Monday is our day of rest. The day when the Handmade Craft House is closed. The day when we try to ‘down tools’ and do nothing shop related! Sometimes it’s easier said than done, as everything we do seems to feed in one way or another back into the business.
A Journal in the Making
By Mike & Gail Dixon
Ulmus Glabra, or more fittingly, “The Scots Elm” is a tree that has been ravaged over the years by the Dutch Elm disease and it is hard to find timber of practical size and use. A while ago I came across three twisted, bent and in places cracked boards. Despite all the faults the beauty of the grain hidden beneath was crying out for a special purpose. So I bought the wood, thinking they may come in for door panels and they have sat in my wood yard since then.
So, at the end of last week I had everything glued together and it looked suitably “guitar-shaped”. This time I had the challenge of making it actually playable and adding the finishing touches. This was by far the hardest part of the build and had me sweating with concentration on more than one occasion!
As I mentioned last week, my goal was to go into our workshop and make myself a stringed instrument from the materials I had at hand. I’ve set myself the limitation of not buying any specialist materials or tools – everything has to be sourced from the workshop. That means that frets, tuners, saddles and nuts (the bits the strings sit on) all have to be made by me.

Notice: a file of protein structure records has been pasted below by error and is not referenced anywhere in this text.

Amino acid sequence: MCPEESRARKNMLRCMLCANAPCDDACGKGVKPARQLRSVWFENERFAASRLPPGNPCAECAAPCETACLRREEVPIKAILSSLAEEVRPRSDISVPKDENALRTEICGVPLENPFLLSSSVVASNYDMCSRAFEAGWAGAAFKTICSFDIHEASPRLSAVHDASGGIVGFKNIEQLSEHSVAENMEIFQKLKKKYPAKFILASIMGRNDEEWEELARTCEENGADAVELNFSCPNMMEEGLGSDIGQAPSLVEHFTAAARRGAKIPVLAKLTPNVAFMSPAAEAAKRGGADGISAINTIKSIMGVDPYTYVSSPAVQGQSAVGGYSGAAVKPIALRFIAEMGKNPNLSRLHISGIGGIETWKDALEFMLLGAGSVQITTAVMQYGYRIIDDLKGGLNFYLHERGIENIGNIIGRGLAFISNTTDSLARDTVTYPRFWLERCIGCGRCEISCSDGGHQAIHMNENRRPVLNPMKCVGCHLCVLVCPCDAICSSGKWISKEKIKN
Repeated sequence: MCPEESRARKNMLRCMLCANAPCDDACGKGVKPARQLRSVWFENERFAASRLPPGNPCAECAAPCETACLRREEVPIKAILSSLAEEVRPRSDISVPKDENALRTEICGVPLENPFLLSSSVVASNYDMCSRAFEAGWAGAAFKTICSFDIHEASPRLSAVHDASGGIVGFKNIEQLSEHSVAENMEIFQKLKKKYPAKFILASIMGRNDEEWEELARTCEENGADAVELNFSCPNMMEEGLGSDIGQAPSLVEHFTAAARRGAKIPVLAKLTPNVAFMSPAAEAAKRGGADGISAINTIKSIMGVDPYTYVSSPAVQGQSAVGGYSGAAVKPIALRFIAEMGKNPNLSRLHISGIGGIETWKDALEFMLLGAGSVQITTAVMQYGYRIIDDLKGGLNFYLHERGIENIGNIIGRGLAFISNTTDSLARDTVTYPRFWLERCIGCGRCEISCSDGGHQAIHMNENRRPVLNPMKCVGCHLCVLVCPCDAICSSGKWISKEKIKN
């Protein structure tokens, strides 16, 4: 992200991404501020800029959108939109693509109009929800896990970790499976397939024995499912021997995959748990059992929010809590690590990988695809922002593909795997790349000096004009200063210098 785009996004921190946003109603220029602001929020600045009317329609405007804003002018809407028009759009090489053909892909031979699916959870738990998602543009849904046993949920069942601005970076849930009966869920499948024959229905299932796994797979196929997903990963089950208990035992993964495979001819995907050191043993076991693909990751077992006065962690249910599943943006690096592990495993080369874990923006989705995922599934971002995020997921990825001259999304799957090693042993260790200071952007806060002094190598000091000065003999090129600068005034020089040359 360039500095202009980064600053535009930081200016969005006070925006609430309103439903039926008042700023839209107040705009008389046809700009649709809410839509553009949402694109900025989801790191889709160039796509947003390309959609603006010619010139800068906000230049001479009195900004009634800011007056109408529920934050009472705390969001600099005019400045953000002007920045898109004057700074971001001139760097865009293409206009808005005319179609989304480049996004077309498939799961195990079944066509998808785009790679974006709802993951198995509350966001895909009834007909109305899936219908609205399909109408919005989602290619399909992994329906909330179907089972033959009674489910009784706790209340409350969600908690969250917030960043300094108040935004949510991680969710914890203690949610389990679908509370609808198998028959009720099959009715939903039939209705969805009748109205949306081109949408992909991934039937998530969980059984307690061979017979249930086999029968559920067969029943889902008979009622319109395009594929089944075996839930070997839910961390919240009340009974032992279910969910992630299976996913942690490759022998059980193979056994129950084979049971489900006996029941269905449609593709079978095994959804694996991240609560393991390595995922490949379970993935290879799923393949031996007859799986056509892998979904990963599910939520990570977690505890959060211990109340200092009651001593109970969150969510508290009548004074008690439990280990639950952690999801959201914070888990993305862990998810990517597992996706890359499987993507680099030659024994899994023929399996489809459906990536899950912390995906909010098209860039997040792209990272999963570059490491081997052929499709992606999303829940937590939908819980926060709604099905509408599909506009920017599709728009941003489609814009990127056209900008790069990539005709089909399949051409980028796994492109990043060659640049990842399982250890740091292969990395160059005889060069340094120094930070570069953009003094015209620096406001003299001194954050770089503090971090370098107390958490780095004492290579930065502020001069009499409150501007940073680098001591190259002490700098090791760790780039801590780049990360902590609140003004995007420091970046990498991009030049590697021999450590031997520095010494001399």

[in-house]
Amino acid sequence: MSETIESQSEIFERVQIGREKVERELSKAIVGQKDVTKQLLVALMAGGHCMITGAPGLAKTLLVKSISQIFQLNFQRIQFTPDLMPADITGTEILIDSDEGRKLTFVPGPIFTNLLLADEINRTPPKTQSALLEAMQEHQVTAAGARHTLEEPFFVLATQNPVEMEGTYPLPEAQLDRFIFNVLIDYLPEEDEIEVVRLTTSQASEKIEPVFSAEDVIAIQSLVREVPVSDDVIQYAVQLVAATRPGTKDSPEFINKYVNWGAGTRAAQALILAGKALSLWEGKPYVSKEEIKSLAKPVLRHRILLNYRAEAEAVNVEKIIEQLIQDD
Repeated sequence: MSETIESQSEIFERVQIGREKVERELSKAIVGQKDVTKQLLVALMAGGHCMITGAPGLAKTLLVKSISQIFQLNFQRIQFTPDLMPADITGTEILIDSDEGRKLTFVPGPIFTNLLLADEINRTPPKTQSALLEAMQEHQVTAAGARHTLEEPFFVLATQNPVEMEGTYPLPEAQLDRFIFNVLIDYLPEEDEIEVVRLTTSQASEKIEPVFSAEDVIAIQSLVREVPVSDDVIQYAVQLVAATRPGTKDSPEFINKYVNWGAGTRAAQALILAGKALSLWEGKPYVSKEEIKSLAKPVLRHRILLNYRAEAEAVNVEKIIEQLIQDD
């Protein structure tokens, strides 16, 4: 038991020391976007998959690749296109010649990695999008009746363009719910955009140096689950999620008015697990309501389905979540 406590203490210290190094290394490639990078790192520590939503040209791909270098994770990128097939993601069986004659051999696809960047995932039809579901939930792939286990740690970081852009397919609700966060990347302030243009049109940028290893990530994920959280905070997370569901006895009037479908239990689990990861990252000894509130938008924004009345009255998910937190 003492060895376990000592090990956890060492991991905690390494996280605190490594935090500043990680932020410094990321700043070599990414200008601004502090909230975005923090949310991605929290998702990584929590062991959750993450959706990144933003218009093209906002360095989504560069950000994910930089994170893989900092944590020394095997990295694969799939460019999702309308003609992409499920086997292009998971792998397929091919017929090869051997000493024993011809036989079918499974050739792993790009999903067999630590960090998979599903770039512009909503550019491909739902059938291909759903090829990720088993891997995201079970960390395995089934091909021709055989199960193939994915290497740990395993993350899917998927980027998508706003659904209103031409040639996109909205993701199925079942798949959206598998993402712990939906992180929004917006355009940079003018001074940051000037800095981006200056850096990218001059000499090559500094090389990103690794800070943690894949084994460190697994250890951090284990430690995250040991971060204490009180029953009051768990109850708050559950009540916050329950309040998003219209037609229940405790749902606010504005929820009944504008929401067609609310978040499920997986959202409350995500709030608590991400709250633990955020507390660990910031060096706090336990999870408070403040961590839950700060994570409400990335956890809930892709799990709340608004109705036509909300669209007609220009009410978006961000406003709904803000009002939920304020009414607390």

After much “um-ing” and “ah-ing” I’ve decided to make a 6-string guitar, rather than the usual 3-string Cigar Box variety. I just felt that after putting so much time and effort into the project it would be a shame not to play it as often as my “normal” acoustic guitar. So, that’s 3 more strings, goodness knows how much more strain on the neck and I need a way of keeping the thing in tune… what could go wrong?
I always get an immense satisfaction when something that I’ve made not only looks the way it was meant to but is actually usable. It’s a wonderful feeling seeing that your design and hardwork has produced something that works!
This all goes to say that when I received a beginner’s Cigar Box Guitar (CBG) as a gift earlier this year, my mind soon turned from playing it to working out how to replicate it. Now, there are hundreds of blogs and forums on the internet about the instrument, along with countless plans available to build your own. But what I like most about the instrument is that it is homemade; originally built out of scrap and junk that people had lying around. They didn’t have to be perfect; they were meant to make a sound; and as long as they made a sound they could be used to make music.
After a successful homemade sandpit a few months ago, a homemade guitar sounded like the perfect weekend project!
Well, summer officially begins soon and we’re already beginning to see much more of our friend, the sun. Time for tidying the garden, planting flowers and planning new crops. The problem is, we’ve got two garden-loving little boys who love the idea of pulling up sticks, digging and burying things but don’t understand that some things (namely seed potatoes) are meant to stay buried.
So, Gem and I set ourselves the task of trying to curb this behaviour, at least until it’s time to dig up our potato crop at the end of summer. What better way to encourage their love of digging (and preserve the veg-plot) than by building them a homemade sandpit?